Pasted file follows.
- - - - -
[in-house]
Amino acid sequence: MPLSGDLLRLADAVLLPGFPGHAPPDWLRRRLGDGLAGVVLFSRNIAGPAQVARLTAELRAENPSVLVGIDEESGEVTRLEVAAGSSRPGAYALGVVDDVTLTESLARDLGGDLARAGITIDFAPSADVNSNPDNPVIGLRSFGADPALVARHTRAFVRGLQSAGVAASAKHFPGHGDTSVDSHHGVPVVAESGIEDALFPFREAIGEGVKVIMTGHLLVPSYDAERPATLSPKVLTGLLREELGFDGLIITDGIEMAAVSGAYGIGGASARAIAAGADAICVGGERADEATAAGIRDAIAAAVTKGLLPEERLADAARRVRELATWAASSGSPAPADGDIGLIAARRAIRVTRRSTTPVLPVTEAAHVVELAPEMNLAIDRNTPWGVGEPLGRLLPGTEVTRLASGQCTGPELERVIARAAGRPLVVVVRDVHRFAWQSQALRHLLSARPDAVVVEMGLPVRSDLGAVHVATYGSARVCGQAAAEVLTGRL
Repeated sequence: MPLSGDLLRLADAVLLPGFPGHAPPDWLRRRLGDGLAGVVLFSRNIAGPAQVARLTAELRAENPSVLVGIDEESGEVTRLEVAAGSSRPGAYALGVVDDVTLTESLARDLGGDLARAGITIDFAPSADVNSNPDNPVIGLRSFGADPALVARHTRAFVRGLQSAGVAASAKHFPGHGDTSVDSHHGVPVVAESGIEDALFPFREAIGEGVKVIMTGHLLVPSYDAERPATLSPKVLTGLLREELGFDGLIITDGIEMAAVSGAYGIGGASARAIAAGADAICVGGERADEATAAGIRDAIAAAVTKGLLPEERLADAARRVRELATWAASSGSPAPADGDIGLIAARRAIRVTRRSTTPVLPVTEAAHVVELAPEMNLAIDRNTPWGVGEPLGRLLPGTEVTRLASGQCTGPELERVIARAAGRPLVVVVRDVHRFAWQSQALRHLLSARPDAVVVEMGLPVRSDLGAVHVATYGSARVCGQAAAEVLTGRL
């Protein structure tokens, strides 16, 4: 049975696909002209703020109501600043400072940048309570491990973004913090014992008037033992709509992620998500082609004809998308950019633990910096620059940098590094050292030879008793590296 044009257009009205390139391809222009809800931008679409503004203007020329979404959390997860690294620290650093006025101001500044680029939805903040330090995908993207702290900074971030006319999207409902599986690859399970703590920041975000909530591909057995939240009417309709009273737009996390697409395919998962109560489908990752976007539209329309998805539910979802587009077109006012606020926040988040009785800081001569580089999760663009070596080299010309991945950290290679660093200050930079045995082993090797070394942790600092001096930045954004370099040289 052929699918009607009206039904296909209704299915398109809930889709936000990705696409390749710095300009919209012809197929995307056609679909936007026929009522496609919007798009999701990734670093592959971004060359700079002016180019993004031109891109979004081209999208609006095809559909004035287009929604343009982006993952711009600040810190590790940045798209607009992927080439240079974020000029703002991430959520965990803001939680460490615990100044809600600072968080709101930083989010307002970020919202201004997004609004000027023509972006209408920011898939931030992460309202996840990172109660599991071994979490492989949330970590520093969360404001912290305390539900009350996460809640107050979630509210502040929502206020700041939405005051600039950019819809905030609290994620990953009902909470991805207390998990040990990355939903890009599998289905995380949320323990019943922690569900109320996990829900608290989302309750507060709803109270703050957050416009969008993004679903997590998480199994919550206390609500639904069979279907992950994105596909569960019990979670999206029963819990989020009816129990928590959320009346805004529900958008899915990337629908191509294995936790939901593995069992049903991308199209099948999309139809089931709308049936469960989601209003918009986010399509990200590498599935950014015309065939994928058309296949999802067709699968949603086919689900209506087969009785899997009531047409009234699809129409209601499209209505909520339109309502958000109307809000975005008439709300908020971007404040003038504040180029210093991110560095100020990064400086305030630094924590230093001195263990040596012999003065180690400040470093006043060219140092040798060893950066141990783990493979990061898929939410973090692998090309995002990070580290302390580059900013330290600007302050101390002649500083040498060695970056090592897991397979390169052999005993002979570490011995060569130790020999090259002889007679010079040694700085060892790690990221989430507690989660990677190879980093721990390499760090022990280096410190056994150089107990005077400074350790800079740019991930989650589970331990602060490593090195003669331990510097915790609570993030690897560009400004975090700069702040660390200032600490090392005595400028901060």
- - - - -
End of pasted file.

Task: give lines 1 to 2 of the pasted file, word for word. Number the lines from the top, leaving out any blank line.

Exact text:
[in-house]
Amino acid sequence: MPLSGDLLRLADAVLLPGFPGHAPPDWLRRRLGDGLAGVVLFSRNIAGPAQVARLTAELRAENPSVLVGIDEESGEVTRLEVAAGSSRPGAYALGVVDDVTLTESLARDLGGDLARAGITIDFAPSADVNSNPDNPVIGLRSFGADPALVARHTRAFVRGLQSAGVAASAKHFPGHGDTSVDSHHGVPVVAESGIEDALFPFREAIGEGVKVIMTGHLLVPSYDAERPATLSPKVLTGLLREELGFDGLIITDGIEMAAVSGAYGIGGASARAIAAGADAICVGGERADEATAAGIRDAIAAAVTKGLLPEERLADAARRVRELATWAASSGSPAPADGDIGLIAARRAIRVTRRSTTPVLPVTEAAHVVELAPEMNLAIDRNTPWGVGEPLGRLLPGTEVTRLASGQCTGPELERVIARAAGRPLVVVVRDVHRFAWQSQALRHLLSARPDAVVVEMGLPVRSDLGAVHVATYGSARVCGQAAAEVLTGRL